DEFAULT: Do crèche children between the ages of one and three need more time than kindergarten children between the ages of three and six?
Eckstein-Madry: Crèche children often cannot understand why mom or dad leave, which makes the separation particularly painful for them. As a result, younger children seem to take longer to settle in. Most of the kindergarten children who are settled in have mostly already had some sort of separation experience, which is why settling in is easier. But be careful: Kindergarten children also encounter an unfamiliar situation, everything is new for them too, and they too have to reorient themselves. Accordingly, sensitive support is always required so that the children can find their way into the new everyday life in kindergarten.
DEFAULT: Most children cry when they say goodbye. Do parents have to worry about this?
Eckstein-Madry: Crying shows that the child is overwhelmed and that they long for mom or dad to come back and comfort them. This separation pain is completely normal. Parents feel it too, and some of them have to cry too. The goal of getting used to it is that the teacher can comfort the child by offering physical contact and speaking comforting words. When children have built up trust in the new teacher, they can often be comforted in just a few minutes.
In the Berlin nursery study we found that those children who cry develop a closer relationship of trust with the educators. We then asked ourselves why that is. The answer: The children show their emotional pain outwardly by crying, and the educators can respond to it. While children who don't cry are often underestimated. This is also shown by Maria Fürstaller in her dissertation "Still suffering children": These children suffer internally, but cannot show their emotional pain externally. The problem with this is that these children seem to have got used to it quickly and then often receive too little support from the educators to deal with the emotional pain.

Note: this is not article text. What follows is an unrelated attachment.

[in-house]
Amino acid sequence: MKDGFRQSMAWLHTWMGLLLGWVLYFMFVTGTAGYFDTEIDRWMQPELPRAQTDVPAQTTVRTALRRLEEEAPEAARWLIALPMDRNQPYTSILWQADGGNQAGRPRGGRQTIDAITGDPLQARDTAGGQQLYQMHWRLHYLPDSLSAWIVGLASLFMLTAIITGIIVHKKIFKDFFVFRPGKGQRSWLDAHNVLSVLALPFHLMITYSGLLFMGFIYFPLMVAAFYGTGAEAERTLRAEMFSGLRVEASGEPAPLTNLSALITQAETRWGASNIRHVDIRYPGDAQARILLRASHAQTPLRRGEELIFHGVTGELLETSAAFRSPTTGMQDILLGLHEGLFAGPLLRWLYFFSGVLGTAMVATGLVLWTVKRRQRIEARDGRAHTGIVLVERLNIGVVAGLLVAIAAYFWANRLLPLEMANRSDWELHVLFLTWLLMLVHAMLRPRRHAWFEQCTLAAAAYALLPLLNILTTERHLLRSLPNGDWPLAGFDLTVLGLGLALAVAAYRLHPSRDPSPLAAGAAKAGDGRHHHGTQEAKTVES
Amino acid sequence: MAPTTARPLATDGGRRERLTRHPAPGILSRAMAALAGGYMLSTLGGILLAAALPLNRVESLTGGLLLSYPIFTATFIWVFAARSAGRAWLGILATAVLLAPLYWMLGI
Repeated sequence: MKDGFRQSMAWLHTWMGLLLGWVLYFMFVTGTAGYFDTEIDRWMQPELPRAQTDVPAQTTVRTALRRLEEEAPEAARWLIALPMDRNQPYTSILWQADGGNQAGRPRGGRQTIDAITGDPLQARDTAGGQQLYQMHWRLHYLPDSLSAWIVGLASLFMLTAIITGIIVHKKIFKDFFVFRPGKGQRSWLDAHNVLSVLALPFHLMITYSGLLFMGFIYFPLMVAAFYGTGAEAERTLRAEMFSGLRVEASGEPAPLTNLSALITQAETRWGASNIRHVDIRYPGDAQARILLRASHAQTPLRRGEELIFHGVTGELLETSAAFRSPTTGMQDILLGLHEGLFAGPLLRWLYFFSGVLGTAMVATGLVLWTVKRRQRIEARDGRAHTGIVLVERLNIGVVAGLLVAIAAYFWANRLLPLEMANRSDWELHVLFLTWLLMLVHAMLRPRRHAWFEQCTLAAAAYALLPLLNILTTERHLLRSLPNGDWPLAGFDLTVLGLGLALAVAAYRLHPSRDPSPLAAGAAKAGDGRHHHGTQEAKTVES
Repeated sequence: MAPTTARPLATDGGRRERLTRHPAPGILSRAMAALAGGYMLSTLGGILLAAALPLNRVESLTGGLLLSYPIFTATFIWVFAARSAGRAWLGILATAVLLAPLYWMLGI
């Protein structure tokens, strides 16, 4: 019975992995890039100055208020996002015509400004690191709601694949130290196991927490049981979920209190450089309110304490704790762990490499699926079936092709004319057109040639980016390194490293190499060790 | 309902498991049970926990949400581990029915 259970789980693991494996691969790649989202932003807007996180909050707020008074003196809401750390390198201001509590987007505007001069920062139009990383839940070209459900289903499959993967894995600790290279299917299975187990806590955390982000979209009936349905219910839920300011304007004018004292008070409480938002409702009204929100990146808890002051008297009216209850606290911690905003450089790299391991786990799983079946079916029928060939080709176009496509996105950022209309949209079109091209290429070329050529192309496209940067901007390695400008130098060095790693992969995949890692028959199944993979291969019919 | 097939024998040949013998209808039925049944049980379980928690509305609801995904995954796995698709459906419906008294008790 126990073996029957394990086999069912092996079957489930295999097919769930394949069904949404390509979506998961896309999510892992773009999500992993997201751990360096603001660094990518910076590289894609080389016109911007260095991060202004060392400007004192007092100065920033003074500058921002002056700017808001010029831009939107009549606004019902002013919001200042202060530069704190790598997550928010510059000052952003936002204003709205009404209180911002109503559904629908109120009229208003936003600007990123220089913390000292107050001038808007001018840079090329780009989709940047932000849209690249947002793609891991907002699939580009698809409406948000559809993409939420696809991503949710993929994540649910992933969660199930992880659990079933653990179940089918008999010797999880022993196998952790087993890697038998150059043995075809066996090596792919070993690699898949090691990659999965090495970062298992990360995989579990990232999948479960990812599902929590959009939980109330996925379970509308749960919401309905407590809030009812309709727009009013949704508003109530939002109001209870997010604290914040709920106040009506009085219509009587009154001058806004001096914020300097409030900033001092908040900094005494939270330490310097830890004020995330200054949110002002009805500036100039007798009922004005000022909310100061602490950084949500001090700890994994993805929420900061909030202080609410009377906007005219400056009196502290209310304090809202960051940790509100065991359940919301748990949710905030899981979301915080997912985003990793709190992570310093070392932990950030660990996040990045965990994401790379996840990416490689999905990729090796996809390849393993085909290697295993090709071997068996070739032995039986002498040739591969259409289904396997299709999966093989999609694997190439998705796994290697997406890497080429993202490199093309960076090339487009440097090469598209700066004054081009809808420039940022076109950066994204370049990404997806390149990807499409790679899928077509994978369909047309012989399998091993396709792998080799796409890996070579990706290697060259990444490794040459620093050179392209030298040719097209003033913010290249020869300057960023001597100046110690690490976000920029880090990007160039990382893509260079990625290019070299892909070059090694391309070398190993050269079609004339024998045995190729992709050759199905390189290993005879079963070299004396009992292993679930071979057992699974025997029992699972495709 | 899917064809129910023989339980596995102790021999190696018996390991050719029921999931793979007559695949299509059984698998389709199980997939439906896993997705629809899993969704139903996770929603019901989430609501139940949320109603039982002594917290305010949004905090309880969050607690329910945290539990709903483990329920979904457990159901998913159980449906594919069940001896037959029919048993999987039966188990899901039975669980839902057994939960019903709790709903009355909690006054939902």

DEFAULT: What if my child is still crying a lot and a long time after two weeks?
Eckstein-Madry: If the children cry for several weeks, and I'm not talking about a short cry when they say goodbye, but really about long screaming and fighting back, then that is not normal. Parents should take a closer look: Are the children also very sad when they are picked up? Is your personality also changing? Are active children withdrawn in the afternoon or vice versa? If so, you should seek a conversation with the teacher. Pedagogues usually feel very well themselves when to postpone the acclimatization. Sometimes even by up to a year. Some children are so overwhelmed that they cannot accept the support of the teachers. For other children, however, the group size is too overwhelming. For these children, a childminder would be conceivable who only looks after a small group of children in their home environment.
DEFAULT: Can a failed acclimatization also traumatize?
Eckstein-Madry: These first days in kindergarten shape the child as the world outside of the family works. If the acclimatization fails, the child will initially start with an uncomfortable feeling in the next care facility. If the child does not have any corrective experiences even then, it may of course be that they start school with more fear and insecurity. However, children can have corrective experiences, as we have seen in our studies: Children whose relationship with their mother was strained were nevertheless able to build a trusting relationship with the teacher. But this then requires very sensitive educators.
DEFAULT: As a parent, how can I make it easier for my child to get started in daycare or kindergarten?